Page Content is very important these days; we know this as the industry keeps telling us that ‘content is king’. There are two major parts to this that we want to cover.

One

You want to have content on your site that you think potential customers will want to search for. For example, let’s say that a builder wants his website to rank for the main term “builder” but also a few others. He won’t be sure just what yet, but using Google Search Console, and Google Keyword Planner (and a few other things) we can see what people are searching for. Again, there are two parts to that.

  1. What they search for and then end up landing on your website
  2. What people in general are searching for (eg. Cape Town, or the Western Cape, or South Africa etc) – you can see a fairly accurate trend of searches by day or month or season – welcome the 21st century full of data

The builder then would cater his website to offer those things. So he may, for example, have a blog post on ‘Why to renovate your home this winter’ or a page that has a url reading ‘www.johnthebuilder.com/renovations’ to make sure Google can see from his url, or content (best is both) that he offers those services. This is again an oversimplification but is the bread and butter of the SEO industry – getting these small checks and balances correct up front so that Google matches people searching terms to those offering those same terms. [Sidebar: Incredible that this incredibly wealthy company essentially just did that: linked those two groups of people to each other… ]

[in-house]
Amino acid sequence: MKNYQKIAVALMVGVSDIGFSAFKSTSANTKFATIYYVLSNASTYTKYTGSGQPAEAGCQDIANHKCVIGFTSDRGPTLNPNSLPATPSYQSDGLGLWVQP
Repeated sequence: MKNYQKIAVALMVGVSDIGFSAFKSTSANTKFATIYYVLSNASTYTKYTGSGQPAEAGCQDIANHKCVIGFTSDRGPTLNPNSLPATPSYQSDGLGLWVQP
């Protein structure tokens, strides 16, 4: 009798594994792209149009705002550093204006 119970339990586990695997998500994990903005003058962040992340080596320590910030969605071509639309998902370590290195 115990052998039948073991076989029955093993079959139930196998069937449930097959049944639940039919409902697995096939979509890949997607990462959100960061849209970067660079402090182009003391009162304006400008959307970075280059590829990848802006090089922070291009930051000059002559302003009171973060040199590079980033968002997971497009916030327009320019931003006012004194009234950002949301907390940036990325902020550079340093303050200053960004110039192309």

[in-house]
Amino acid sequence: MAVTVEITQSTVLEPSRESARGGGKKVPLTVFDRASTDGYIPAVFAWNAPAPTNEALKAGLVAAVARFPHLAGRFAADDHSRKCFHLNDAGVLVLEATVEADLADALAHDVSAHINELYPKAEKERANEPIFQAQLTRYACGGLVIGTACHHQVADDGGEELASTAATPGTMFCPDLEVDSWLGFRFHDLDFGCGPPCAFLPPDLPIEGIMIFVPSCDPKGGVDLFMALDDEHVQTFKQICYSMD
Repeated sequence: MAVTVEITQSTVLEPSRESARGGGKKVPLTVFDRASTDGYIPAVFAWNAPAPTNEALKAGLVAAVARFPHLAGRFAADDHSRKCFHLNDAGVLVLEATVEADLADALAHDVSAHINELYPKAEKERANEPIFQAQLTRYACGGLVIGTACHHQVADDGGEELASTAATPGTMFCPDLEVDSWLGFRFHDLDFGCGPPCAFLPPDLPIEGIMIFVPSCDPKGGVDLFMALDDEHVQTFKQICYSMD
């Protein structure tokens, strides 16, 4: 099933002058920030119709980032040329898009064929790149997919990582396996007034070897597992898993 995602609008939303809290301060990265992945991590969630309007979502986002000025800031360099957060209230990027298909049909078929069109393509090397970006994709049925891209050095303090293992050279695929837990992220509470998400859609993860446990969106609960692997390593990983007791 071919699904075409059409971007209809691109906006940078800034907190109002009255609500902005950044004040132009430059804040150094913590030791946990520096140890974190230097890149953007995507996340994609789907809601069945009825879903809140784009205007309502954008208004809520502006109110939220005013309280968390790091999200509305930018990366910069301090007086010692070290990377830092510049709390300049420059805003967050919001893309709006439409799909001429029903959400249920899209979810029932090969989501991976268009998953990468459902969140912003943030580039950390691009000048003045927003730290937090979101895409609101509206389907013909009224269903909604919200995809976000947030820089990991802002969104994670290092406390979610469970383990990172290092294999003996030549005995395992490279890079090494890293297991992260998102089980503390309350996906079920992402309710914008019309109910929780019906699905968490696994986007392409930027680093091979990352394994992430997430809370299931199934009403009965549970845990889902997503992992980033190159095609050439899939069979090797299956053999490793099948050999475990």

Two

You then also want to have an off-site strategy that has similar content pointing to your website. Our friend in the story (John the builder) won’t want a website about used cars, or elephants, or holidays in Bolivia linking to him because, to Google, that is quite irrelevant (or irrelephant, to make a joke, and ease your day with some humour). What you do want is websites in similar industries linking to you, with similar content, and from places close by.

On the side…

It is my contention (and I am not sure I can prove this) is that Google’s algorithm simply attempts to mimic our normal everyday life: the more people who know us, talk about us, and who they are (importance in whatever metric/s) has a large impact on how others value us. Again, it’s just a guess but my feeling is they would do the most logical, and simple thing for their algorithm.

Which brings us to my last point: we want to get your website out to as many people in your industry as possible, and for that we need years of experience, know-how, and insight. Even better, you can contribute your own sources and connections, too, which will save you money and us both precious time.